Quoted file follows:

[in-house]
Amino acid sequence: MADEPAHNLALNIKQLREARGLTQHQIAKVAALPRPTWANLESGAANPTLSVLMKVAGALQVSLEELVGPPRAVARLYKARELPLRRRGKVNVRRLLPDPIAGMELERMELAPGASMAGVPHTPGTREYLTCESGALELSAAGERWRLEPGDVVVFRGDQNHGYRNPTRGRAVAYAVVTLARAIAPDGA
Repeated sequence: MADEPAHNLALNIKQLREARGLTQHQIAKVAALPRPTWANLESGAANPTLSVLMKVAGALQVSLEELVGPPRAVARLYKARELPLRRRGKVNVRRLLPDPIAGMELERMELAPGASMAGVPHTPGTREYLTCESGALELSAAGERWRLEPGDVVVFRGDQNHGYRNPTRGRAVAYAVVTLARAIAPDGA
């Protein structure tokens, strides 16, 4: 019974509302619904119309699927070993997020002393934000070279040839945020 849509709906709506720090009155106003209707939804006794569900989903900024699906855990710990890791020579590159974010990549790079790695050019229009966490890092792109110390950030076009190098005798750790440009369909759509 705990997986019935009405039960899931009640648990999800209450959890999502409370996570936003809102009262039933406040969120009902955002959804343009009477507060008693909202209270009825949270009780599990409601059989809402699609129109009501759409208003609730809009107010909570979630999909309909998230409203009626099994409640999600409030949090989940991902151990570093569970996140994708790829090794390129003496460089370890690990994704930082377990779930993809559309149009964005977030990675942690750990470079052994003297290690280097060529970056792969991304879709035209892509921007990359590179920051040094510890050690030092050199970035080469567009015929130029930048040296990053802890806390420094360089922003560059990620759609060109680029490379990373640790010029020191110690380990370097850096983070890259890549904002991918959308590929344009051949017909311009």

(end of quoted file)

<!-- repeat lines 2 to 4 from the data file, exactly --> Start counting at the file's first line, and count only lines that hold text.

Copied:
Amino acid sequence: MADEPAHNLALNIKQLREARGLTQHQIAKVAALPRPTWANLESGAANPTLSVLMKVAGALQVSLEELVGPPRAVARLYKARELPLRRRGKVNVRRLLPDPIAGMELERMELAPGASMAGVPHTPGTREYLTCESGALELSAAGERWRLEPGDVVVFRGDQNHGYRNPTRGRAVAYAVVTLARAIAPDGA
Repeated sequence: MADEPAHNLALNIKQLREARGLTQHQIAKVAALPRPTWANLESGAANPTLSVLMKVAGALQVSLEELVGPPRAVARLYKARELPLRRRGKVNVRRLLPDPIAGMELERMELAPGASMAGVPHTPGTREYLTCESGALELSAAGERWRLEPGDVVVFRGDQNHGYRNPTRGRAVAYAVVTLARAIAPDGA
């Protein structure tokens, strides 16, 4: 019974509302619904119309699927070993997020002393934000070279040839945020 849509709906709506720090009155106003209707939804006794569900989903900024699906855990710990890791020579590159974010990549790079790695050019229009966490890092792109110390950030076009190098005798750790440009369909759509 705990997986019935009405039960899931009640648990999800209450959890999502409370996570936003809102009262039933406040969120009902955002959804343009009477507060008693909202209270009825949270009780599990409601059989809402699609129109009501759409208003609730809009107010909570979630999909309909998230409203009626099994409640999600409030949090989940991902151990570093569970996140994708790829090794390129003496460089370890690990994704930082377990779930993809559309149009964005977030990675942690750990470079052994003297290690280097060529970056792969991304879709035209892509921007990359590179920051040094510890050690030092050199970035080469567009015929130029930048040296990053802890806390420094360089922003560059990620759609060109680029490379990373640790010029020191110690380990370097850096983070890259890549904002991918959308590929344009051949017909311009």